Tall Ship Adventures in Cornwall

Guest taking helm of Johanna Lucretia

Our three-day Cornish taster weekend on the Johanna Lucretia begins as we watch the stately two-masted topsail schooner moor up on the quay at Fowey on Friday afternoon. We’re greeted on board by Captain Roger Barton and meet the crew, James, Josh and Radic, who brings the guests a mug of tea and a big slice of coffee cake each as we introduce ourselves. We’re shown to our double cabin – the definition of cosy but comfortable.

The clouds part, the sun appears, and we edge away from the quay as the bow swings out into the channel. There’s a breath of a breeze – ‘a bit of north’, in Roger’s words. With much winding of winches and pulling on ropes, sails are raised and we’re gliding silently, serenely southwards, leaving the town behind.

There’s a surprising amount of room on deck to walk about and relax as the crew go about their tasks. It’s so peaceful. The only sound is gentle conversation and the even gentler wash of waves against the sides of the boat.

The plan is to head as far west up the Cornish coast as we can, before coming back east with the westerly tomorrow. We won’t make it past The Lizard, though, says Roger; the tide will be against us. Roger is only the boat’s third owner. He regularly competes in tall ship races around Europe, and has even won a couple of events.

In open sea, we stay close to the coast – a coast of coves, green hills and harbour villages. We take it in turns to take the ship’s wheel, which is quite a feeling. A pod of dolphins joins us, darting back and forth across the bow of the boat, playing games with the would-be photographers among us.

Johanna Lucretia sailing

Dinner is served downstairs by Radic – a fine, warming mushroom risotto. Sure enough, we don’t make it round The Lizard; we drop anchor at Coverack just after sunset, and head to bed soon after. All of this watching the crew work hard has taken it out of us.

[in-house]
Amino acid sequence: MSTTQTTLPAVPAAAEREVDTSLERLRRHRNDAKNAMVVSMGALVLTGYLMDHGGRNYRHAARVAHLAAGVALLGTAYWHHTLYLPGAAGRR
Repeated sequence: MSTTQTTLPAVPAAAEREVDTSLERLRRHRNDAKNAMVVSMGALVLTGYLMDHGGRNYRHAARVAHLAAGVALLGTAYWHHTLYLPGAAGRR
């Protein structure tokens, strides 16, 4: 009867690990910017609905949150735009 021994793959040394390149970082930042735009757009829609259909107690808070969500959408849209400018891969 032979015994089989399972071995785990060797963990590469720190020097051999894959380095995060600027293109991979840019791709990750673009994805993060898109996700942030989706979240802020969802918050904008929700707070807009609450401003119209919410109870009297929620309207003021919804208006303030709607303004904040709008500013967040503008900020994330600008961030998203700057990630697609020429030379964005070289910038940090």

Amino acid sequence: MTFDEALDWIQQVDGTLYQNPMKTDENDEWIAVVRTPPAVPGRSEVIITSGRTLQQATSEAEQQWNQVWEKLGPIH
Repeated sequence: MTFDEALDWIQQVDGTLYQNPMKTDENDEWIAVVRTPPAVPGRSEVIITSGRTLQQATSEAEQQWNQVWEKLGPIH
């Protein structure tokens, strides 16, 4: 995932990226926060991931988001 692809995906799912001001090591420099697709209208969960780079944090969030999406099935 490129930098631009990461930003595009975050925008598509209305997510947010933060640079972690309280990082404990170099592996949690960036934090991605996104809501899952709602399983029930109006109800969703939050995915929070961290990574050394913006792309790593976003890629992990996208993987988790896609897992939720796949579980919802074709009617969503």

Next morning, we take the dinghy ashore and have an hour to take in the unspoilt charms of little Coverack, unaware that 48 hours later flash floods would wash homes away and make the village a national news story. Back on board, we head a little further south down The Lizard’s east coast, and tack into Cadgwith Cove, catching a glimpse of The Devil’s Frying Pan, a spectacular natural rock arch that angrily spits out seawater in heavy seas.

We all chip in a little labour to raise the big square sail and we’re heading downwind, back up the coast the way we came. After a small detour into Falmouth harbour to pick up fuel, we make our way slowly up Carrick Roads and the River Fal, past the King Harry Ferry, with densely forested banks on either side… Under heavy skies, in eerie quiet, it all feels very Heart Of Darkness…

We moor up on a jetty with a dozen or so smaller boats, and enjoy top quality pork sausages and creamy potato mash on deck as evening draws in.

On Sunday morning, there’s time for a stroll around the rolling grounds of the National Trust’s Trelissick House before the final leg back to Fowey and some fond farewells. It’s been a wonderful weekend of reflection, relaxation and gentle education in the ways of traditional tall ships.

Michael Evamy

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